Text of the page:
Saturday’s television coverage will be led by NBC Sports’ national broadcast on NBC from 4 p.m. – 6 p.m. ET as part of its its “Win and You’re In” Series Presented by America’s Best Racing. Additional Saratoga coverage on Aug. 25 will be offered via “Saratoga Live,” NYRA's flagship show presented by Claiborne Farm. That broadcast will air from 2 p.m. –  4 p.m. ET and will be available in 75 million households nationally through  Fox Sports 2 and regionally through MSG+Fox Sports Prime TicketFox Sports San DiegoFox Sports Ohio and the Altitude Sports Network.. The Pat O’Brien Stakes will be televised by TVG. For additional information, click here.

The 14 Breeders’ Cup races attract the best Thoroughbreds in the world to compete for $30 million in purse money and awards, and the selection of starters in each race is determined in part by a points system for graded stakes and the selection criteria of a panel of experts. However, there is one way for an owner to bypass the secondary criteria and secure a spot for their horse in a Breeders’ Cup race, and that is by winning a stakes race in the Breeders’ Cup Challenge Series.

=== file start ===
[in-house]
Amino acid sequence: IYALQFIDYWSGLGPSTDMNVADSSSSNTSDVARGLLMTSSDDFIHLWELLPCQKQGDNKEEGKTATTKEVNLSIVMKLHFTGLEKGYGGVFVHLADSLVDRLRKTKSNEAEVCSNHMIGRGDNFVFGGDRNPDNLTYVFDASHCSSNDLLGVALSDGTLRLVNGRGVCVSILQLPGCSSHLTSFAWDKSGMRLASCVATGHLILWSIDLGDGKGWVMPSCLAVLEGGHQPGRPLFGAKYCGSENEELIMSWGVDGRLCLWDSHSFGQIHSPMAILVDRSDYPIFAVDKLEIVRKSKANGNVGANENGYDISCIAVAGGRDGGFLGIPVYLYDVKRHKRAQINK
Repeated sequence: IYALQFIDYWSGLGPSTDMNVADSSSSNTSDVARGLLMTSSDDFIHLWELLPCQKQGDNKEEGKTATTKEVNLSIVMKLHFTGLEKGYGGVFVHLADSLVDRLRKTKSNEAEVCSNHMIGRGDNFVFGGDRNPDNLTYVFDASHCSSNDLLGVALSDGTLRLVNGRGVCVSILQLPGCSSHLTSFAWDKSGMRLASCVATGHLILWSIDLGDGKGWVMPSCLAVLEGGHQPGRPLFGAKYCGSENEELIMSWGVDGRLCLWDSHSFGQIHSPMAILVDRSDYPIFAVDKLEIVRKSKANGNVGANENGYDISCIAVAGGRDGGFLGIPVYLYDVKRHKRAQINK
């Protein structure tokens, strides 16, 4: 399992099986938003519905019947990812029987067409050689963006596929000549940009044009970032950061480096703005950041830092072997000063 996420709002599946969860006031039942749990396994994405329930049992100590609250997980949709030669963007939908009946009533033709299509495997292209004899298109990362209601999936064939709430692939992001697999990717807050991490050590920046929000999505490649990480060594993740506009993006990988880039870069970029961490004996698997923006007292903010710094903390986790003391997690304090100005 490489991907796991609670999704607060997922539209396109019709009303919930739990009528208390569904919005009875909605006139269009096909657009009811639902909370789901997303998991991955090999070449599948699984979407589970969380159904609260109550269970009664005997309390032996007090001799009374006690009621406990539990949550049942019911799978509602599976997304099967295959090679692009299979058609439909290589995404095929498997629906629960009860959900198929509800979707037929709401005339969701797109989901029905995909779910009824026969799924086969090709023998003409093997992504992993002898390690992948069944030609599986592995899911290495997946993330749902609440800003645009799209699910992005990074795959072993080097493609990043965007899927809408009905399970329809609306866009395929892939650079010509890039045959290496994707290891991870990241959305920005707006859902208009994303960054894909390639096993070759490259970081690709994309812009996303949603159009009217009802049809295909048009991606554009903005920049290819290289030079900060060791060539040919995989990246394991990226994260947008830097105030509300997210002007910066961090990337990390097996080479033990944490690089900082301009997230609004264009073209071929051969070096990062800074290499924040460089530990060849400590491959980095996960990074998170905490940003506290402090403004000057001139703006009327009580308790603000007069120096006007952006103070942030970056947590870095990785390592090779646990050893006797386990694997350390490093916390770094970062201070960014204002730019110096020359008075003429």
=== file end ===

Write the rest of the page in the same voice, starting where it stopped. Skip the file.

Here’s some background on the Breeders’ Cup Challenge Series races on tap this weekend:

Sword Dancer Stakes

The Sword Dancer, a 1 ½-mile prep for the Longines Breeders’ Cup Turf, was held at Belmont Park during the early years of the Breeders’ Cup era before moving to Saratoga in 1991. It has been won by some of the best U.S.-based grass horses from the past 30-plus years, starting with Theatrical in 1987. That Irish-bred son of Nureyev began his career in his native country and actually finished 11th in the 1985 Breeders’ Cup Turf in his third career start. By mid-1986, he was in the States to stay, and came just a neck short of capturing that autumn’s Turf, won by Hall of Famer Manila. In 1987, Theatrical won both the Sword Dancer and the Breeders’ Cup Turf, with Pat Day aboard for both victories. He was honored as champion turf male of 1987 by Eclipse Award voters, and went on to become a successful sire.